By Gabriel Ewepu and Olaoluwa Enoch – Abuja

Following report by the United Nations Children’s Fund, UNICEF, and the World Health Organisation, WHO, Tuesday, ranking Nigeria first in Africa and second in the world among countries with the worst malnutrition cases, Civil Society Organizations, said it is shameful and unacceptable.

Speaking with Vanguard the Country Director, ActionAid Nigeria, AAN, Ene Obi, said the  Nigerian Government needs to pay more attention to feeding of children in Nigeria.

Obi said: “It is highly disappointing for Nigeria to be ranked world’s highest in malnutrition crisis.

“The report by the United Nations Children’s Fund, UNICEF, and World Health Organisation, World Health Organisation, WHO, is not strange but is challenging.

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“When I was working with Public Health for about 10 years, and I knew when we used to work with the National Planning Commission when we discovered that many studies showed that Nigeria had its population 40 per cent with stunted growth.

“This was so challenging and that brought the idea of working with Federal Ministry of Agriculture and Rural Development when we had multi-sectorial ministries then we started talking about home-grown school feeding to increase the nutritional level of primary school children.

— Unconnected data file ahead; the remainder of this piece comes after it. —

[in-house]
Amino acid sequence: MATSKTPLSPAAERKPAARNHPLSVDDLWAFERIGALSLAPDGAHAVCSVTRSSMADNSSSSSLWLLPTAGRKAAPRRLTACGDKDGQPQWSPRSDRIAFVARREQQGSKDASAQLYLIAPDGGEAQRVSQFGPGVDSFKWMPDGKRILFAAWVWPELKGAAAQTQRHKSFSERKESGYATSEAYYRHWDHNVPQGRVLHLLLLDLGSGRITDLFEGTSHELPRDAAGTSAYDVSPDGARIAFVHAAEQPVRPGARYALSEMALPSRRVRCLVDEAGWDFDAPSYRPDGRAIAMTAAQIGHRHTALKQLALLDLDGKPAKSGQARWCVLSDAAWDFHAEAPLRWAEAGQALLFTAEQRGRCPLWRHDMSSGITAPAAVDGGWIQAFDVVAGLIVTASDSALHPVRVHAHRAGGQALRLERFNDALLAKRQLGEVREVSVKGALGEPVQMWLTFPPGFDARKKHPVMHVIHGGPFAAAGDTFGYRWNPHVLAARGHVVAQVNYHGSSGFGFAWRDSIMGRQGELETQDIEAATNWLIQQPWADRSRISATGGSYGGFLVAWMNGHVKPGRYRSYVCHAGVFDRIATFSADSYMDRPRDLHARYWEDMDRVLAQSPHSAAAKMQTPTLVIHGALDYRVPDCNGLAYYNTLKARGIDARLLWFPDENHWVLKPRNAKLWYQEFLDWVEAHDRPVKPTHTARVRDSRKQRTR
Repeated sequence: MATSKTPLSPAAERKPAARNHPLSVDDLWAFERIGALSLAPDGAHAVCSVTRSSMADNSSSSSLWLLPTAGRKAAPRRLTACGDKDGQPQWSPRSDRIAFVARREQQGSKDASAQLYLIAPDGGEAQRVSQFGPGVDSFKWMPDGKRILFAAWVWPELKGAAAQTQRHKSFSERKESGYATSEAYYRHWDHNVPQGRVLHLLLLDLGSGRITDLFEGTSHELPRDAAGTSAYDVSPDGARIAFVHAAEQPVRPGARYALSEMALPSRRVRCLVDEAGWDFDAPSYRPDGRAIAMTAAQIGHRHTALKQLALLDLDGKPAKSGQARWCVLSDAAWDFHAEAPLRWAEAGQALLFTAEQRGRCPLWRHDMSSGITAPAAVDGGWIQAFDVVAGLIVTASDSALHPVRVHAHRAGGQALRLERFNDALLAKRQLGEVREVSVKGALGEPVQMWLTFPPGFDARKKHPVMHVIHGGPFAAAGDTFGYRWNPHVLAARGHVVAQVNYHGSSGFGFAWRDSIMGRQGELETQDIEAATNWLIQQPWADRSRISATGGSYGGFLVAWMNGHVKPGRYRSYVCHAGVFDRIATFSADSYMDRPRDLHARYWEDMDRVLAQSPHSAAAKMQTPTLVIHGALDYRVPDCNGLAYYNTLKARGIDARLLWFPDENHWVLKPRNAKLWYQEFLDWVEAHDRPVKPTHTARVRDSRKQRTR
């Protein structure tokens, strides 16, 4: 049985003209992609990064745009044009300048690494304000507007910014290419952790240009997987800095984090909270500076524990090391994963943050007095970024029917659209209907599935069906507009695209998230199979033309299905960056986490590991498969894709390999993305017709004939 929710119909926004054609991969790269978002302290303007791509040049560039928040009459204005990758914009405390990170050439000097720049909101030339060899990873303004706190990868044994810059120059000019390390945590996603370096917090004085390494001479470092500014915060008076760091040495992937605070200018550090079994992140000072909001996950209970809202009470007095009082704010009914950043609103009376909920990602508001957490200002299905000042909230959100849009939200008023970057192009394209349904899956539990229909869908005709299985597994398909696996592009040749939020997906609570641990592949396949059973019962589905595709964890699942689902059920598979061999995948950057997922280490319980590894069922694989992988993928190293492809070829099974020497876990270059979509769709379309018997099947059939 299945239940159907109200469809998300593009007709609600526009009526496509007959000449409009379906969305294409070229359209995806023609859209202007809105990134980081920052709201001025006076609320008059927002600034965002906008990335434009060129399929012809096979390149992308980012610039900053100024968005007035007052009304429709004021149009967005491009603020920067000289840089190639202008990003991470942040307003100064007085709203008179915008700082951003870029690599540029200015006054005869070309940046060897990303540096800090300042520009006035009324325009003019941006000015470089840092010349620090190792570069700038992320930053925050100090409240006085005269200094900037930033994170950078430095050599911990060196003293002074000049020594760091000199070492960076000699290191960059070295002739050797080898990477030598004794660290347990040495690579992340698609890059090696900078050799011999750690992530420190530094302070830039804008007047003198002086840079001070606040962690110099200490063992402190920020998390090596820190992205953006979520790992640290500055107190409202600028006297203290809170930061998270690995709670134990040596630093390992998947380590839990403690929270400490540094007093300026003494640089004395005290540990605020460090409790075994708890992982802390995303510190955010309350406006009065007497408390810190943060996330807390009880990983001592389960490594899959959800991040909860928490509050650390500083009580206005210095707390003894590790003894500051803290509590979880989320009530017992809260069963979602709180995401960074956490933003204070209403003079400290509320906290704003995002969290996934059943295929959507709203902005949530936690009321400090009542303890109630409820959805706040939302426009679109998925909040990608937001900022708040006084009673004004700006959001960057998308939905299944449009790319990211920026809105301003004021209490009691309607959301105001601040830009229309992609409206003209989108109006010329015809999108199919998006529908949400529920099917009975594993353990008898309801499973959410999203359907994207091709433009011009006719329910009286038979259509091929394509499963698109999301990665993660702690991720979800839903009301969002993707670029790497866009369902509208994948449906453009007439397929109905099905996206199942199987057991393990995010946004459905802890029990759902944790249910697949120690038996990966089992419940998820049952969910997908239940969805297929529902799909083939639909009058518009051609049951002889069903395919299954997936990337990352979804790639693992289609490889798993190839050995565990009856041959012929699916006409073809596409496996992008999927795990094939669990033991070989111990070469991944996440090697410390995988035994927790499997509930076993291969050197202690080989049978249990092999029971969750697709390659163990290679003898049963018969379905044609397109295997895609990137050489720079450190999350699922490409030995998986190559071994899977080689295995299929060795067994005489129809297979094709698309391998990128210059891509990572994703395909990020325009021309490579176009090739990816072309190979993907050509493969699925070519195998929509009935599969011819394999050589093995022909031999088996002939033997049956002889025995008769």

“It is not strange to find this now that the state is so deplorable because when you have half of your population living below the poverty line and people are not talking about nutrition, and at that we don’t have so many people living below the poverty line but now many people are faced with the survival challenge.

“The Nigerian Government needs to pay more attention to feeding of children in Nigeria.”

She also counseled government, “To concentrate on feeding at the school level, and that school level there were challenges because State Governments supposed to do something to at least feed children from primary 4-6, and many of them never did it.”

According to her, “We had cases where children in primary 3 were to be promoted to primary 4 but they didn’t do it because they will feed them, and it was a division between the federal and state governments.

“The federal government supposed to feed those from primary 1-3 and those in primary 4-6 to be fed by state government but those in primary 4-6 were left to go home hungry.

“I think we need to have a quality population and quality of population is what we get at the end of the day because these children become adults.

“It is a very disappointing report but that is what we are living in and you are faced with it.”

She called on the government to do all it can to tackle insecurity which has largely contributed to the malnutrition crisis in order for people to return home and agricultural activities come alive again to tackle the worsening malnutrition crisis millions of Nigerians find themselves.